I'm back, she shouts with glee! Being without the Internet is rough when you're living in your own country and can keep up with family and friends easily, living without when away from home is torture. Mines been down for ages, intermittent at best before that. What did we do without the net, seems difficult to remember a time when it wasn't around. When computers were massive walls of whirring machinery that needed lots of men to keep them going. We saw them in high tech movies, not in real life.

But anyway, there's a lot to catch up on. The trip to Nepal and the associated photos and video, the afternoon spent at the Dubai Rugby 7s watching New Zealand win the tournament and the other more mundane things that make up life here. The social calendar is looking a little stretched with the Christmas do's coming in thick and fast. This weekend there's a baby shower, a house warming, a ball and something else I know I've forgotten to take into account.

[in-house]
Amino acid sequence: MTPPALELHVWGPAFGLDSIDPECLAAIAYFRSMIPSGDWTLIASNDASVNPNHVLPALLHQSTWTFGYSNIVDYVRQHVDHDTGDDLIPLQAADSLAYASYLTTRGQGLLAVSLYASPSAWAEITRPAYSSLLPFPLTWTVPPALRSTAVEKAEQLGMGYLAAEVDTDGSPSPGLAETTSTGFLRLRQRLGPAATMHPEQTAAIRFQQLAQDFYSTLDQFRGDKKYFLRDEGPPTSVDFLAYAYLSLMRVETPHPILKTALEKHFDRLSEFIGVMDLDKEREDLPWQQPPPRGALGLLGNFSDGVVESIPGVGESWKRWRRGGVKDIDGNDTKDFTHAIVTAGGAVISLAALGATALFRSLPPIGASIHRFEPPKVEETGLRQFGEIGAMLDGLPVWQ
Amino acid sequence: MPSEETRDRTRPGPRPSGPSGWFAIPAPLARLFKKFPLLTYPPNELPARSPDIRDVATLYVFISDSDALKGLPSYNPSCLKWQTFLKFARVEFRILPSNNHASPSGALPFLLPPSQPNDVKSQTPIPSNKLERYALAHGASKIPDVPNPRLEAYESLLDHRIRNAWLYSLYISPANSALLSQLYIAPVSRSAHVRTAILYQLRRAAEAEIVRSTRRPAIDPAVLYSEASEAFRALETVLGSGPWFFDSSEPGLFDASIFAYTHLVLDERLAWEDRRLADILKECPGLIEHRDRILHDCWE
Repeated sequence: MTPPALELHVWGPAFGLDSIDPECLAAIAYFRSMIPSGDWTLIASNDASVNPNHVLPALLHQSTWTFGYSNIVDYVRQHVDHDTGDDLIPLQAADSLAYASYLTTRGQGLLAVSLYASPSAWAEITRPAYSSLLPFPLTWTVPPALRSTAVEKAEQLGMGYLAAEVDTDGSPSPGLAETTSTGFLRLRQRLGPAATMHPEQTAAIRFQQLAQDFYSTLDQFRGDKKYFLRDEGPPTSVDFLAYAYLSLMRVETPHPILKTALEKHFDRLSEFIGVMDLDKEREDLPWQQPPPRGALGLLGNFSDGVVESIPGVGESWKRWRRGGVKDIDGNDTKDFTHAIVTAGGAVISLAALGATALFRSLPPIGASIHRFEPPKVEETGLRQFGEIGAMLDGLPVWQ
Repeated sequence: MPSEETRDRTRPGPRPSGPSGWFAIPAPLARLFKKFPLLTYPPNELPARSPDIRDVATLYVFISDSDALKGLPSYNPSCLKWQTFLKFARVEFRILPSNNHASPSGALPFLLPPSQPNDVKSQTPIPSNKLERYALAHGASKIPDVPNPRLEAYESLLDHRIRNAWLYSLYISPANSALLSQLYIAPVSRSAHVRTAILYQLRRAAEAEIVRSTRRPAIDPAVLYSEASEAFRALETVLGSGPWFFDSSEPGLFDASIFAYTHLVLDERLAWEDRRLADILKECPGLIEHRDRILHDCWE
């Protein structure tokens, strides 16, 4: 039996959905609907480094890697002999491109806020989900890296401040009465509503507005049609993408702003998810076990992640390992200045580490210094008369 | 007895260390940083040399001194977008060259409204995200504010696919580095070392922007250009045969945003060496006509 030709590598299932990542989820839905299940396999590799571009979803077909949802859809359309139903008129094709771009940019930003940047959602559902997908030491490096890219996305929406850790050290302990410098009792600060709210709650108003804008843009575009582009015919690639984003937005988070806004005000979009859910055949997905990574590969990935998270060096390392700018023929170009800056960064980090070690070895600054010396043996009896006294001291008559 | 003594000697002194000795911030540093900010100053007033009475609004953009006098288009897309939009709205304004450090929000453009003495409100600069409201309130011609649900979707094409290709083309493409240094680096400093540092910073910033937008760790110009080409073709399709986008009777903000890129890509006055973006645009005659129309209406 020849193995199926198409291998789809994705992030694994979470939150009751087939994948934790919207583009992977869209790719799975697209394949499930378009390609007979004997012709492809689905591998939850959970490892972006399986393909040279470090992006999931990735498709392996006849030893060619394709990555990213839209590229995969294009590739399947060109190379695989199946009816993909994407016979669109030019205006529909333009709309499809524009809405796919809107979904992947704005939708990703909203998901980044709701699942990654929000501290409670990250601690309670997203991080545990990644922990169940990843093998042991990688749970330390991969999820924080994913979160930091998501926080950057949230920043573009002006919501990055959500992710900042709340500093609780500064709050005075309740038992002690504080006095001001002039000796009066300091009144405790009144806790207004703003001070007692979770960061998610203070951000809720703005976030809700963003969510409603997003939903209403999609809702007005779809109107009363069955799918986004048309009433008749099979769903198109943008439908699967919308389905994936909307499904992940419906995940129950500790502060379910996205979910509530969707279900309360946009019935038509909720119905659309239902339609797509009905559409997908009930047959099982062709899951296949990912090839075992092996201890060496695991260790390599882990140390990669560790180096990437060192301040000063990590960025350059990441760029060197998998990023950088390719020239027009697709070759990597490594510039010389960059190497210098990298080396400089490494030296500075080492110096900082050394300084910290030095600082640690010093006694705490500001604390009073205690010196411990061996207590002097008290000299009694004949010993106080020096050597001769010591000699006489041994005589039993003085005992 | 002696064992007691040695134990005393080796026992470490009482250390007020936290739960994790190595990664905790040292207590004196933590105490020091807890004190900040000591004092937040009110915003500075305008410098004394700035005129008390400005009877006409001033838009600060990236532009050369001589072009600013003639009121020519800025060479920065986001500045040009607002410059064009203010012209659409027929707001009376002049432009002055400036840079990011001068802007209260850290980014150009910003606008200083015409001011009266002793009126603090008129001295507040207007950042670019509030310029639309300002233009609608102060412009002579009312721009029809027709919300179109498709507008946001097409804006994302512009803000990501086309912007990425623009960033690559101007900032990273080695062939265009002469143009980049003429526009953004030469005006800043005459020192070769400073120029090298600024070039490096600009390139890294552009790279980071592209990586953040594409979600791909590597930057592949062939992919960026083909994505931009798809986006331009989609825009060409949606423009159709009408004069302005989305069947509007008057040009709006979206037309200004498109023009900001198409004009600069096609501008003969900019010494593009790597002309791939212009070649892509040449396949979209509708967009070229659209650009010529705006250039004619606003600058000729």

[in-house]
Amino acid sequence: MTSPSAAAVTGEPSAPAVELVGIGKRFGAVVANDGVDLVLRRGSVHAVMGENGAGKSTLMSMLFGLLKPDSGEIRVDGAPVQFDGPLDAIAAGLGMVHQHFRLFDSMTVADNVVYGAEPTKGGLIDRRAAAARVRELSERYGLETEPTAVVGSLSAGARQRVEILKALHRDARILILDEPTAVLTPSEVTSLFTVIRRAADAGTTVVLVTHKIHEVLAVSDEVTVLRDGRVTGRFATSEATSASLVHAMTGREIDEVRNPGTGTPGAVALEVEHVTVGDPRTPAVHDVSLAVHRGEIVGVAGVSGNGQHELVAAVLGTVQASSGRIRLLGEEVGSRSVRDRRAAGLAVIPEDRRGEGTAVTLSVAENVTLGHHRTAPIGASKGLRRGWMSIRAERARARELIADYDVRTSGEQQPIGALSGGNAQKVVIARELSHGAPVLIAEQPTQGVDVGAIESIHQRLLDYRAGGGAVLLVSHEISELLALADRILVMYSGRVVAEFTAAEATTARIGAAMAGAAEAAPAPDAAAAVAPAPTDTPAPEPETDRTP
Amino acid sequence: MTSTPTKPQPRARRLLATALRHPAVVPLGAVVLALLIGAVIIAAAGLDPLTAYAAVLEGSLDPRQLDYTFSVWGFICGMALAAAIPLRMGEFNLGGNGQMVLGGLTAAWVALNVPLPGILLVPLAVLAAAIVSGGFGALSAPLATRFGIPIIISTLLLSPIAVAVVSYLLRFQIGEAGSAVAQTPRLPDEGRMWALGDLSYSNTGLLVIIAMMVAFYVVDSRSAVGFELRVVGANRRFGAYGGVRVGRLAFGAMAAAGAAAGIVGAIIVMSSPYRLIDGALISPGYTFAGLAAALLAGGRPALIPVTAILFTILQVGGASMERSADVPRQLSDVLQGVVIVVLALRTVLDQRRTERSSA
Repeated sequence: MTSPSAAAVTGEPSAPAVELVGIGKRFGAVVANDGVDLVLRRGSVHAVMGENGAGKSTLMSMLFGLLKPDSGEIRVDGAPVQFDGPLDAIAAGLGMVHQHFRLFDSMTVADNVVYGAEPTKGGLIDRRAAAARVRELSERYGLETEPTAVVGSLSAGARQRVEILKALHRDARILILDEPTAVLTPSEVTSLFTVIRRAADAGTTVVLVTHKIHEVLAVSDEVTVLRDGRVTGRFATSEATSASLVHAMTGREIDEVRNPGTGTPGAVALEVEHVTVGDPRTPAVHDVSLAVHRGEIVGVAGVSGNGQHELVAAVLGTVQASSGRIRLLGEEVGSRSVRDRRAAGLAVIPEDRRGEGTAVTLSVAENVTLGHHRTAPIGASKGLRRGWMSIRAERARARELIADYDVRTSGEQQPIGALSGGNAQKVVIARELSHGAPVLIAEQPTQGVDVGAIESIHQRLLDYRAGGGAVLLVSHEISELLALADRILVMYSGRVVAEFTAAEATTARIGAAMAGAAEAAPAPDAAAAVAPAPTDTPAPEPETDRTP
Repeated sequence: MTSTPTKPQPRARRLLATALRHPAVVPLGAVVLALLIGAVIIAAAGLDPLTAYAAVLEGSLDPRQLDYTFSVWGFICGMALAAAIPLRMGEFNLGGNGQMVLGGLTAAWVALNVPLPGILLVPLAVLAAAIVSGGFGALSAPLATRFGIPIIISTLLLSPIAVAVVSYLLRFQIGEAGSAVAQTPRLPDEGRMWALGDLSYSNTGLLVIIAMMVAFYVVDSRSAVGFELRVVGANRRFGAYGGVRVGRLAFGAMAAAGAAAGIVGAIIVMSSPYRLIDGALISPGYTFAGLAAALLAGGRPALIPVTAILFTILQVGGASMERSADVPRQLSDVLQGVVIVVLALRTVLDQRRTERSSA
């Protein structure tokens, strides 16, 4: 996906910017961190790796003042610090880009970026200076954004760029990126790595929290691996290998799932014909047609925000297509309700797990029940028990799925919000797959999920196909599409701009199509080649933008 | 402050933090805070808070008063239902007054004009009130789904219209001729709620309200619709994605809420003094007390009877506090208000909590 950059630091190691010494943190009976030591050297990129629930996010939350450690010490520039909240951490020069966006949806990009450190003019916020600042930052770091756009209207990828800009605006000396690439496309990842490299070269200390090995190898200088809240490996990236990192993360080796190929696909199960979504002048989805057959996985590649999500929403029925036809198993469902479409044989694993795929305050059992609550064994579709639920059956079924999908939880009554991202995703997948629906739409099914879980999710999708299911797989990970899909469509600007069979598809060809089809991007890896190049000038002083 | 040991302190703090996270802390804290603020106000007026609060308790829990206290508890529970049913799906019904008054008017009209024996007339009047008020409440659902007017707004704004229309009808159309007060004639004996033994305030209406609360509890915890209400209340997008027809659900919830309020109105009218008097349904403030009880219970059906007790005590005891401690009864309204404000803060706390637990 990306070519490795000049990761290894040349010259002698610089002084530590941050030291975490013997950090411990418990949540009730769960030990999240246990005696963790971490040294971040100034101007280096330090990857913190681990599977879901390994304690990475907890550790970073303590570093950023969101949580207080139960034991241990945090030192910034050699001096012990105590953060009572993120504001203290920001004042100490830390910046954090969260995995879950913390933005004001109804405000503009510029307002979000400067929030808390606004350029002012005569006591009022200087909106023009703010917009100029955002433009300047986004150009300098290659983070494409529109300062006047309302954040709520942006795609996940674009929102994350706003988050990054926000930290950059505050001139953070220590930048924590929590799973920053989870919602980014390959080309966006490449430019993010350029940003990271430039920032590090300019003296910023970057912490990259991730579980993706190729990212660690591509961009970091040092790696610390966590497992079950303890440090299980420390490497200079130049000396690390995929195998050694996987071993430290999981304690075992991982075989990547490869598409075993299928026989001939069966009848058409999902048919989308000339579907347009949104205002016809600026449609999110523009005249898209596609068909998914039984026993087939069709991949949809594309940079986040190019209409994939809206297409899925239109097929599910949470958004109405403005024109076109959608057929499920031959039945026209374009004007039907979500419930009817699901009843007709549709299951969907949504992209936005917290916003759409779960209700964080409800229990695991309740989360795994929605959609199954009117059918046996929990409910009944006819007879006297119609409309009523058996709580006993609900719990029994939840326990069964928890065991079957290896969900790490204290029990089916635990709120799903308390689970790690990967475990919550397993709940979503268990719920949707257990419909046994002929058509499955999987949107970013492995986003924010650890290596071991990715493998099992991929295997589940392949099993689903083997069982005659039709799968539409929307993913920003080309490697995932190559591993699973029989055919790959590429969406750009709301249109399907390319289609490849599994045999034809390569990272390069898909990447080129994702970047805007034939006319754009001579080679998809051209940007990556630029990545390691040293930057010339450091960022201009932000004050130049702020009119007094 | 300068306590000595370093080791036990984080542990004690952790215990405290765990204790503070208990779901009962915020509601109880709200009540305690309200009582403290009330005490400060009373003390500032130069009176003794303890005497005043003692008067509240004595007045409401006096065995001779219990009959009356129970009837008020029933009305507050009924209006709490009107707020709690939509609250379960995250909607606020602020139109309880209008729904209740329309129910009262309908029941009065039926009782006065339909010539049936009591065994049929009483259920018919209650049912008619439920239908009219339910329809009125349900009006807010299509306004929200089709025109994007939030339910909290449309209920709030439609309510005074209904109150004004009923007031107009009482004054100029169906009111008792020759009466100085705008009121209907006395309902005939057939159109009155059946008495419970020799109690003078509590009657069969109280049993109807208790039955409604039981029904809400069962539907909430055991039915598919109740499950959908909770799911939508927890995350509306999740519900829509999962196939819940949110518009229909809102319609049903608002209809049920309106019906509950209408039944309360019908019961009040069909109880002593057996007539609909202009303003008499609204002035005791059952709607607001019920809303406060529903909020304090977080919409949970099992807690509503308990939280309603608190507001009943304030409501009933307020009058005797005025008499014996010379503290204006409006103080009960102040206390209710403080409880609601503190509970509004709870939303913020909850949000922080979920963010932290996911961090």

The photos from the celebrations at the end of the Dubai 7s. I thought it was appropriate given the celebration I had, a small dance around the room in fact, when I discovered I was once again connected.

This will be my first Christmas away from New Zealand, away from my family and friends. Another first in this year of firsts, one I'm not really looking forward to. I'm a bit of a Grinch when it comes to Christmas so I suspect I'll be spending my day lazing, reading a book and generally chilling out. I'll catch up here sometime tomorrow, for now I need to get some sleep. It's been full on lately and I need to catch up, not to mention that I have a head cold and feel a bit miserable.

Tuesday, 1 December 2009


Nepal is full of surprises. The first surprise is that my cell phone won't work here. A very small surprise but thought I'd mention it just in case anyone was trying to get hold of me. A much bigger surprise, a delightful surprise was getting a second mountain flight today on the way to Pokhara. Kathmandu domestic terminal is a bit of a treat, a hub of noise, people coming and going and callers calling for the next flight.